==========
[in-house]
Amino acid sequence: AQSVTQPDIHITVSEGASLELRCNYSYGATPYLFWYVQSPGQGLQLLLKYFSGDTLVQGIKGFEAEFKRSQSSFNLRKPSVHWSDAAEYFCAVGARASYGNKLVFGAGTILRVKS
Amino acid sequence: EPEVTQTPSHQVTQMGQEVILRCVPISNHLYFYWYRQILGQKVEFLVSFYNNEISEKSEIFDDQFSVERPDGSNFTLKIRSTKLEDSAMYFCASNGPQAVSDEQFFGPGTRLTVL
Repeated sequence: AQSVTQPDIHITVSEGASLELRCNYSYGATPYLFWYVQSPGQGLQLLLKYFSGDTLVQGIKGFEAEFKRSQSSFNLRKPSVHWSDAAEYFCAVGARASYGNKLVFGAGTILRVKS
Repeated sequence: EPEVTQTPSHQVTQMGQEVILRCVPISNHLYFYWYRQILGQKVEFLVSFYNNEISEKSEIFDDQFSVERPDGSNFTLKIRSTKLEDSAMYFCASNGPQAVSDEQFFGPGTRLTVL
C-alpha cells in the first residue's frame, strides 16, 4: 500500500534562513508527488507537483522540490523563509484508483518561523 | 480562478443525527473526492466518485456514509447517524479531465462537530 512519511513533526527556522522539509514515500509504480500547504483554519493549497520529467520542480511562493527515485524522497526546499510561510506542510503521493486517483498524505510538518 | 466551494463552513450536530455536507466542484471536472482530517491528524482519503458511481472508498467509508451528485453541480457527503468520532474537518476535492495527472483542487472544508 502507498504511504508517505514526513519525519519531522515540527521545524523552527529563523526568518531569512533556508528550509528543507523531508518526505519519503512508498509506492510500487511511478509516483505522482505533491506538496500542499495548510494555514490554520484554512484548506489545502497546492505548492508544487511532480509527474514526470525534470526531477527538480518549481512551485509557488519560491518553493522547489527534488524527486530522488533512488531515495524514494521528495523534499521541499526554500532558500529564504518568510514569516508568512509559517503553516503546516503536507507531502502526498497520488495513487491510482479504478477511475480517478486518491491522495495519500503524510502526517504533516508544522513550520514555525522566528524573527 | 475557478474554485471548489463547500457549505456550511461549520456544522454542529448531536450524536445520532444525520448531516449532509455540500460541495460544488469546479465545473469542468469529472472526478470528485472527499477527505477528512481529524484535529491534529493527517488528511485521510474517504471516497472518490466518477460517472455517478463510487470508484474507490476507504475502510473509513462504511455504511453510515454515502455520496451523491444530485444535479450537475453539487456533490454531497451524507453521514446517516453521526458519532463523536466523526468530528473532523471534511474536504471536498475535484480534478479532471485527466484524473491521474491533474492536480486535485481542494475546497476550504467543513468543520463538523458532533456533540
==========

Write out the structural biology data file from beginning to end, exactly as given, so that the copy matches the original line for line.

[in-house]
Amino acid sequence: AQSVTQPDIHITVSEGASLELRCNYSYGATPYLFWYVQSPGQGLQLLLKYFSGDTLVQGIKGFEAEFKRSQSSFNLRKPSVHWSDAAEYFCAVGARASYGNKLVFGAGTILRVKS
Amino acid sequence: EPEVTQTPSHQVTQMGQEVILRCVPISNHLYFYWYRQILGQKVEFLVSFYNNEISEKSEIFDDQFSVERPDGSNFTLKIRSTKLEDSAMYFCASNGPQAVSDEQFFGPGTRLTVL
Repeated sequence: AQSVTQPDIHITVSEGASLELRCNYSYGATPYLFWYVQSPGQGLQLLLKYFSGDTLVQGIKGFEAEFKRSQSSFNLRKPSVHWSDAAEYFCAVGARASYGNKLVFGAGTILRVKS
Repeated sequence: EPEVTQTPSHQVTQMGQEVILRCVPISNHLYFYWYRQILGQKVEFLVSFYNNEISEKSEIFDDQFSVERPDGSNFTLKIRSTKLEDSAMYFCASNGPQAVSDEQFFGPGTRLTVL
C-alpha cells in the first residue's frame, strides 16, 4: 500500500534562513508527488507537483522540490523563509484508483518561523 | 480562478443525527473526492466518485456514509447517524479531465462537530 512519511513533526527556522522539509514515500509504480500547504483554519493549497520529467520542480511562493527515485524522497526546499510561510506542510503521493486517483498524505510538518 | 466551494463552513450536530455536507466542484471536472482530517491528524482519503458511481472508498467509508451528485453541480457527503468520532474537518476535492495527472483542487472544508 502507498504511504508517505514526513519525519519531522515540527521545524523552527529563523526568518531569512533556508528550509528543507523531508518526505519519503512508498509506492510500487511511478509516483505522482505533491506538496500542499495548510494555514490554520484554512484548506489545502497546492505548492508544487511532480509527474514526470525534470526531477527538480518549481512551485509557488519560491518553493522547489527534488524527486530522488533512488531515495524514494521528495523534499521541499526554500532558500529564504518568510514569516508568512509559517503553516503546516503536507507531502502526498497520488495513487491510482479504478477511475480517478486518491491522495495519500503524510502526517504533516508544522513550520514555525522566528524573527 | 475557478474554485471548489463547500457549505456550511461549520456544522454542529448531536450524536445520532444525520448531516449532509455540500460541495460544488469546479465545473469542468469529472472526478470528485472527499477527505477528512481529524484535529491534529493527517488528511485521510474517504471516497472518490466518477460517472455517478463510487470508484474507490476507504475502510473509513462504511455504511453510515454515502455520496451523491444530485444535479450537475453539487456533490454531497451524507453521514446517516453521526458519532463523536466523526468530528473532523471534511474536504471536498475535484480534478479532471485527466484524473491521474491533474492536480486535485481542494475546497476550504467543513468543520463538523458532533456533540